Wall Street Journal Explores Criminal Side of Cryptocurrency

Cryptocurrency Crime

The Wall Street Journal has an excellent piece exploring the criminal side of cryptocurrency. Long-time readers know I’m a fan of cryptocurrency, but this piece offers excellent insight on the dark side of this technology. Here’s a snippet:

For many criminals, cryptocurrency is less cumbersome than cash. Hackers hold computer systems hostage and demand instant, anonymous payment in bitcoin. Drug dealers sell in dark corners of the internet, obscuring their names and locations. Narcotics traffickers move and launder their profits with clicks of a mouse. “The cases have exploded,” says Gabriel Bewley, a special agent in the virtual-currency initiative at the Drug Enforcement Administration.

I’ve read some really awful attacks on cryptocurrency and Bitcoin in the last few weeks, pieces that are devoid of logic, knowledge, and understanding. What I like about this piece is that it covers this real problem with facts and without hyperbole. If you’re looking for some understanding on this issue, this is a great article to read.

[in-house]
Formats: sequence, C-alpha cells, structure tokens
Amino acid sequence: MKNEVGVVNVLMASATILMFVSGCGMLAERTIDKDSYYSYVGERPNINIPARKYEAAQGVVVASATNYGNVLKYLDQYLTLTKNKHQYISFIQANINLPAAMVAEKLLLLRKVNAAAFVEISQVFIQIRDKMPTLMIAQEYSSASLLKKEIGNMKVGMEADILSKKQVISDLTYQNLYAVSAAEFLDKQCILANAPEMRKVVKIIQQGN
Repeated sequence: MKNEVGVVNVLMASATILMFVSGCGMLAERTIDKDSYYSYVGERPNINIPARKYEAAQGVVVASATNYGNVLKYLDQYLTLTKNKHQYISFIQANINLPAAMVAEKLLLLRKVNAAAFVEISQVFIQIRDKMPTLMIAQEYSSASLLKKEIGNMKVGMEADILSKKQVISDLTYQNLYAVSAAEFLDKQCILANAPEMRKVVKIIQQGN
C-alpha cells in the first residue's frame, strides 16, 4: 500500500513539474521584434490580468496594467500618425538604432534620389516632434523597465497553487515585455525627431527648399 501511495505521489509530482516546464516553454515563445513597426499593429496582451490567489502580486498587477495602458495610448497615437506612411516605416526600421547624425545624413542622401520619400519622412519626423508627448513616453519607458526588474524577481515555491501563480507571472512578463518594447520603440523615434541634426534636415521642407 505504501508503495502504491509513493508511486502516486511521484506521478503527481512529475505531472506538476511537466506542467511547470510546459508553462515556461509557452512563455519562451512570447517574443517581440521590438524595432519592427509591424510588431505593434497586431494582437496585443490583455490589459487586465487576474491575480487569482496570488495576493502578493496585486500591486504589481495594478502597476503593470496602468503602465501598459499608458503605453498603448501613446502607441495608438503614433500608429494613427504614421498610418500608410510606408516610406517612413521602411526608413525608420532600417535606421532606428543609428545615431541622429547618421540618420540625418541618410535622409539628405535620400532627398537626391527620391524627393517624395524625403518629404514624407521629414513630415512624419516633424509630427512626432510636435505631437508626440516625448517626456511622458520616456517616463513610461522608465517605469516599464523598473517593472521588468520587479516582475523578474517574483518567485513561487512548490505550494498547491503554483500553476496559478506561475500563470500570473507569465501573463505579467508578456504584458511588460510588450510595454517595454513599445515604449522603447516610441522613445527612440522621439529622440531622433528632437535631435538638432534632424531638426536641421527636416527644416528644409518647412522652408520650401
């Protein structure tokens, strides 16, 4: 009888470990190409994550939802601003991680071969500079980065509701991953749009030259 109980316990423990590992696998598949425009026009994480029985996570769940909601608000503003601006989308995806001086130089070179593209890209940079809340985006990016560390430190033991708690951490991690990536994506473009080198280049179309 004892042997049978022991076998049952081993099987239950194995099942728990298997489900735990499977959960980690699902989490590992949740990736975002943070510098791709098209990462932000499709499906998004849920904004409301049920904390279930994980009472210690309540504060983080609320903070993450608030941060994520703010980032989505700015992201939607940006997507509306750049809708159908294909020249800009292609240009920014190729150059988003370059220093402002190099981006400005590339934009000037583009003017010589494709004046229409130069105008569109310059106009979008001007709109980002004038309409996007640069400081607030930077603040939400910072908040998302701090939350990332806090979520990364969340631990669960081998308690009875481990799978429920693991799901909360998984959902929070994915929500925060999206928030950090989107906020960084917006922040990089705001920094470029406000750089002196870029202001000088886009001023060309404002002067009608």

Check It Out: Wall Street Journal Explores Criminal Side of Cryptocurrency

2 thoughts on “Wall Street Journal Explores Criminal Side of Cryptocurrency

  • Bitcoin mining seems to be an astonishing waste of power (some 65 TWH/year, about as much as the Czech Republic) and it has also caused a GPU shortage.

    Is this really a good thing?

  • Bryan:
    As we’ve discussed before, I’ve never been a fan of Bitcoin or any other cryptocurrency. I see them as investments with no intrinsic value so nether like, trust, or use them. So this bit comes as no surprise to me. I see it as only a matter of time before major countries crack down on all cryptocurrencies, probably using the excuse of how criminals are using it, and the value collapses. Either that or there is a major crisis, investors “flee to quality” and the value crashes.

    How can you tell when a fad has peaked? When Oscar Meyer gets involved. I present The Bacoin:

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